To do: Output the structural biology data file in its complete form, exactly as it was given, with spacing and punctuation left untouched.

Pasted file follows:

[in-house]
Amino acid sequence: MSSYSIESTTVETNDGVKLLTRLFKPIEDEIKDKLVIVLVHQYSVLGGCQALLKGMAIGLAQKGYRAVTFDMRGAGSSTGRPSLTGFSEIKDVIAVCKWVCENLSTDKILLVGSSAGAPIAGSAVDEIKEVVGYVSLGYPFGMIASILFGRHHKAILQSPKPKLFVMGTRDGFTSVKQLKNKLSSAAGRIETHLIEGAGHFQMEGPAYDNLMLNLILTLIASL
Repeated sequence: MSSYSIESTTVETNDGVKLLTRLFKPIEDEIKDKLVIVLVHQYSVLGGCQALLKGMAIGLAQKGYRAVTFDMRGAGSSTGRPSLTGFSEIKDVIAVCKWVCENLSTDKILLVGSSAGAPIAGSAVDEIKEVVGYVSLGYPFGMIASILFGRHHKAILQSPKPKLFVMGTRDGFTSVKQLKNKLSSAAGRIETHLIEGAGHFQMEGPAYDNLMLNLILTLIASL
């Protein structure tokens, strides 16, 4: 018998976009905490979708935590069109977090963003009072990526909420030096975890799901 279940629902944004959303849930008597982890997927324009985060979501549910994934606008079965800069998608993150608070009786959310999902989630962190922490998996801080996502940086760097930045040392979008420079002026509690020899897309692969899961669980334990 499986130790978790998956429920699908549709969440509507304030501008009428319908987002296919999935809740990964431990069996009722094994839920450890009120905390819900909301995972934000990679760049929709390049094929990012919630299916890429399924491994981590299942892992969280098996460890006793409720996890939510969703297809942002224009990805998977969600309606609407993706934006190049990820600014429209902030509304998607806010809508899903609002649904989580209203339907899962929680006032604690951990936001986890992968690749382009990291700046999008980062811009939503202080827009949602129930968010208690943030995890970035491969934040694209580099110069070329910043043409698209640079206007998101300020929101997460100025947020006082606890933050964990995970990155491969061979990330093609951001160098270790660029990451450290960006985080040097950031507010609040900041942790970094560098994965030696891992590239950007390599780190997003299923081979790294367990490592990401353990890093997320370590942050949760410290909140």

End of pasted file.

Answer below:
[in-house]
Amino acid sequence: MSSYSIESTTVETNDGVKLLTRLFKPIEDEIKDKLVIVLVHQYSVLGGCQALLKGMAIGLAQKGYRAVTFDMRGAGSSTGRPSLTGFSEIKDVIAVCKWVCENLSTDKILLVGSSAGAPIAGSAVDEIKEVVGYVSLGYPFGMIASILFGRHHKAILQSPKPKLFVMGTRDGFTSVKQLKNKLSSAAGRIETHLIEGAGHFQMEGPAYDNLMLNLILTLIASL
Repeated sequence: MSSYSIESTTVETNDGVKLLTRLFKPIEDEIKDKLVIVLVHQYSVLGGCQALLKGMAIGLAQKGYRAVTFDMRGAGSSTGRPSLTGFSEIKDVIAVCKWVCENLSTDKILLVGSSAGAPIAGSAVDEIKEVVGYVSLGYPFGMIASILFGRHHKAILQSPKPKLFVMGTRDGFTSVKQLKNKLSSAAGRIETHLIEGAGHFQMEGPAYDNLMLNLILTLIASL
């Protein structure tokens, strides 16, 4: 018998976009905490979708935590069109977090963003009072990526909420030096975890799901 279940629902944004959303849930008597982890997927324009985060979501549910994934606008079965800069998608993150608070009786959310999902989630962190922490998996801080996502940086760097930045040392979008420079002026509690020899897309692969899961669980334990 499986130790978790998956429920699908549709969440509507304030501008009428319908987002296919999935809740990964431990069996009722094994839920450890009120905390819900909301995972934000990679760049929709390049094929990012919630299916890429399924491994981590299942892992969280098996460890006793409720996890939510969703297809942002224009990805998977969600309606609407993706934006190049990820600014429209902030509304998607806010809508899903609002649904989580209203339907899962929680006032604690951990936001986890992968690749382009990291700046999008980062811009939503202080827009949602129930968010208690943030995890970035491969934040694209580099110069070329910043043409698209640079206007998101300020929101997460100025947020006082606890933050964990995970990155491969061979990330093609951001160098270790660029990451450290960006985080040097950031507010609040900041942790970094560098994965030696891992590239950007390599780190997003299923081979790294367990490592990401353990890093997320370590942050949760410290909140």